need to ask yourself early on, what do you think about

leadership?    Do you enjoy that sense of competition?    Do you

like getting ahead?    Do you like winning?   What is your

energy level in running a business?    Because most business

owners, especially in their first and early stages, it is not

a nine-to-five job.    Sure you might be on in a retail


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environment nine to five, but when are you doing the books?

When are you doing the hiring and firing when you are looking

at your business plan and looking at your projections, your

financials?

       So once you have really asked hard questions and you can

answer “yes” to most of them or have good answers, then it

might be the time that you are really suited for

entrepreneurship.

       Ron Johnson:   How do you determine if a business idea is

feasible?

       Wendy K. Baumann:   An ideal situation is often a niche

in the environment.     And by this again, I mean, okay, a niche

business is not a coffee shop; a niche business is not a

restaurant; a niche business is not a construction company.

But it might be niche in terms of where it is located.       It

might be niche in terms of the type of coffee, the type of

food, the specific market available in construction right

now.    So you need to see if there are some niches to be

filled.

       And second, again, you need to look at the service of

this business.    Maybe there are many coffee shops, but maybe

they are not of a certain kind of nature, a certain kind of

service.    You need to see what is going to be unique and

distinguishable about your business.


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    One thing that I love is when customers or when

entrepreneurs say, “Ah, there is no competition at all in

this whole area.”     But then you have to ask yourself a little

bit, why is not there any competition?       Maybe there is not a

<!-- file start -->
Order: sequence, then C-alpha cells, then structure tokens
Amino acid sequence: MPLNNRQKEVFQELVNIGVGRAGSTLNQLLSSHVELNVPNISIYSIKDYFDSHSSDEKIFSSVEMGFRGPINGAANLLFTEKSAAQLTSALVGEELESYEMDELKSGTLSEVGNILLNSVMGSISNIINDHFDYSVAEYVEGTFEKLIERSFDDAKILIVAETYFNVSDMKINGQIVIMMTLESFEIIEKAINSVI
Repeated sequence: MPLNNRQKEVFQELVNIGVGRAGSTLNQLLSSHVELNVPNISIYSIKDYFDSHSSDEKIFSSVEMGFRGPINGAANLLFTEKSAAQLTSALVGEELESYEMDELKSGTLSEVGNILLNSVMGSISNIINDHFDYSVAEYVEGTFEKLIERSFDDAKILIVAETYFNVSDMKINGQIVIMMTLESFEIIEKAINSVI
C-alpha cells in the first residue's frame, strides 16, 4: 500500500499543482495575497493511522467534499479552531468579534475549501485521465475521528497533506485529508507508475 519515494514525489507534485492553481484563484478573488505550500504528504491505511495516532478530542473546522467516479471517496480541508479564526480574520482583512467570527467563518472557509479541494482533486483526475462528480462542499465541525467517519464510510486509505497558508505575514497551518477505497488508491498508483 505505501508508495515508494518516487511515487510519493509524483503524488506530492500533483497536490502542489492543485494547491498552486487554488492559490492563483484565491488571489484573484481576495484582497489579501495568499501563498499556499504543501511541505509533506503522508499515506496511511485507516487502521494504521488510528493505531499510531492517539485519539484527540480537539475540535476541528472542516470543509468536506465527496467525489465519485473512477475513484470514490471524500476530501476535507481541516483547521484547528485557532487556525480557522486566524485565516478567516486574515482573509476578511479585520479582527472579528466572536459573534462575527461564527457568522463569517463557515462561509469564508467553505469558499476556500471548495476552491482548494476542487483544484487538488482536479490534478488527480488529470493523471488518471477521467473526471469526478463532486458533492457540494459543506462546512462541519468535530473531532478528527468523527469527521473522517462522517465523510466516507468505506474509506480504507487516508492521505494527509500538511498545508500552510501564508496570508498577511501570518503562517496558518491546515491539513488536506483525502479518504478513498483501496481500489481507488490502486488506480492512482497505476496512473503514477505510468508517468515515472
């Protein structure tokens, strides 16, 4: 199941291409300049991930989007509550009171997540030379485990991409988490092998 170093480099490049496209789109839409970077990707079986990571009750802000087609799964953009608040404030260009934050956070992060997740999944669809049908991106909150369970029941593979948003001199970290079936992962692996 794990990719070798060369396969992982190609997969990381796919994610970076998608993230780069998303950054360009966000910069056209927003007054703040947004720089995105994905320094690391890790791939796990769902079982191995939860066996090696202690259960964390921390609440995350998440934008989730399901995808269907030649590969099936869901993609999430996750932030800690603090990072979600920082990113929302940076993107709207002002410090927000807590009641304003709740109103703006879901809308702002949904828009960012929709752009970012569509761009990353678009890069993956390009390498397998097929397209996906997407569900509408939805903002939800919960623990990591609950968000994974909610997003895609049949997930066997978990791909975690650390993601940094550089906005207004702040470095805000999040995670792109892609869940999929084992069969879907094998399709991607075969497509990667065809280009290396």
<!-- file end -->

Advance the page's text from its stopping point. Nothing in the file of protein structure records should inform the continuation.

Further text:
market for it.

    Ron Johnson:    The last point you mentioned was business

planning.   Why is this so important?

    Wendy K. Baumann:     Business planning really is critical

and we really like to see individuals with that business

plan.   It is a blueprint.    It is a map.    It is a guide to

going where you eventually want to go.       It is an idea you

talk about, you know, the idea itself of a business.       One

needs to talk about the market for that business, which is a

really key part, the products, the services, the team and the

management, if it is a self-proprietorship, if it is going to

be a team of individuals.

    What are the financing for that business and how does

this plan really link that all together in terms of the words

and the numbers that taint the story of ideally a successful

business unfolding?

    Ron Johnson:    If you decide to go ahead and become an

entrepreneur, check out SBA’s online small business training

network at www.sba.gov/services/training.       There you will

find more than 25 free courses on all aspects of business


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ownership.   SBA also offers many resources to assist

entrepreneurs in starting or growing their small businesses.

    These resources include more than 60 district offices

with at least one office in every state, more than 10,000

SCORE counselors who provide free business counseling, over

1,000 small business development centers, and more than 100

women business centers.   You can learn more about all of our

resources at www.sba.gov.

    I would like to thank Wendy Baumann, President of the

Wisconsin Women’s Business Initiative Corporation in

Milwaukee, for providing a checklist for starting a business.

We will see you soon.

[End of file]

[End of transcript]